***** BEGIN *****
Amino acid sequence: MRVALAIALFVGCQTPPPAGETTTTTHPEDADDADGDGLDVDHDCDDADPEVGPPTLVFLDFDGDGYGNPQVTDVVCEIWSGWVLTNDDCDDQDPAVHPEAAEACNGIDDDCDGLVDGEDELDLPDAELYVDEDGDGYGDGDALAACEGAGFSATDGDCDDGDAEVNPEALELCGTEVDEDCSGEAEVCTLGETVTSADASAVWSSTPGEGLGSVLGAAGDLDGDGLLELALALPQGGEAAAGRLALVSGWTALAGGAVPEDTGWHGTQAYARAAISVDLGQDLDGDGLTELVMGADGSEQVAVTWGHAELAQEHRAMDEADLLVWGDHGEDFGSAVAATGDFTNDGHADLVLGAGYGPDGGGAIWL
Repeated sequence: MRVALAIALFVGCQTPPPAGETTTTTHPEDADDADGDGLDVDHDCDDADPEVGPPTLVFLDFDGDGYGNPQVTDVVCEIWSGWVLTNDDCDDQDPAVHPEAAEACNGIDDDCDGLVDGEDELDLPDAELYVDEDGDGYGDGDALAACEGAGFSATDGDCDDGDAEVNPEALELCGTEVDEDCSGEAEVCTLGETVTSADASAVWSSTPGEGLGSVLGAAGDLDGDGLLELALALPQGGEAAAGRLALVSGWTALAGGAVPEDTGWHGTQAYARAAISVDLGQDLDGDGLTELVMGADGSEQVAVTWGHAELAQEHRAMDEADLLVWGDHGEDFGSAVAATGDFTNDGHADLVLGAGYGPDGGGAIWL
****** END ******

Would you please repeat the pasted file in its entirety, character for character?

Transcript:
Amino acid sequence: MRVALAIALFVGCQTPPPAGETTTTTHPEDADDADGDGLDVDHDCDDADPEVGPPTLVFLDFDGDGYGNPQVTDVVCEIWSGWVLTNDDCDDQDPAVHPEAAEACNGIDDDCDGLVDGEDELDLPDAELYVDEDGDGYGDGDALAACEGAGFSATDGDCDDGDAEVNPEALELCGTEVDEDCSGEAEVCTLGETVTSADASAVWSSTPGEGLGSVLGAAGDLDGDGLLELALALPQGGEAAAGRLALVSGWTALAGGAVPEDTGWHGTQAYARAAISVDLGQDLDGDGLTELVMGADGSEQVAVTWGHAELAQEHRAMDEADLLVWGDHGEDFGSAVAATGDFTNDGHADLVLGAGYGPDGGGAIWL
Repeated sequence: MRVALAIALFVGCQTPPPAGETTTTTHPEDADDADGDGLDVDHDCDDADPEVGPPTLVFLDFDGDGYGNPQVTDVVCEIWSGWVLTNDDCDDQDPAVHPEAAEACNGIDDDCDGLVDGEDELDLPDAELYVDEDGDGYGDGDALAACEGAGFSATDGDCDDGDAEVNPEALELCGTEVDEDCSGEAEVCTLGETVTSADASAVWSSTPGEGLGSVLGAAGDLDGDGLLELALALPQGGEAAAGRLALVSGWTALAGGAVPEDTGWHGTQAYARAAISVDLGQDLDGDGLTELVMGADGSEQVAVTWGHAELAQEHRAMDEADLLVWGDHGEDFGSAVAATGDFTNDGHADLVLGAGYGPDGGGAIWL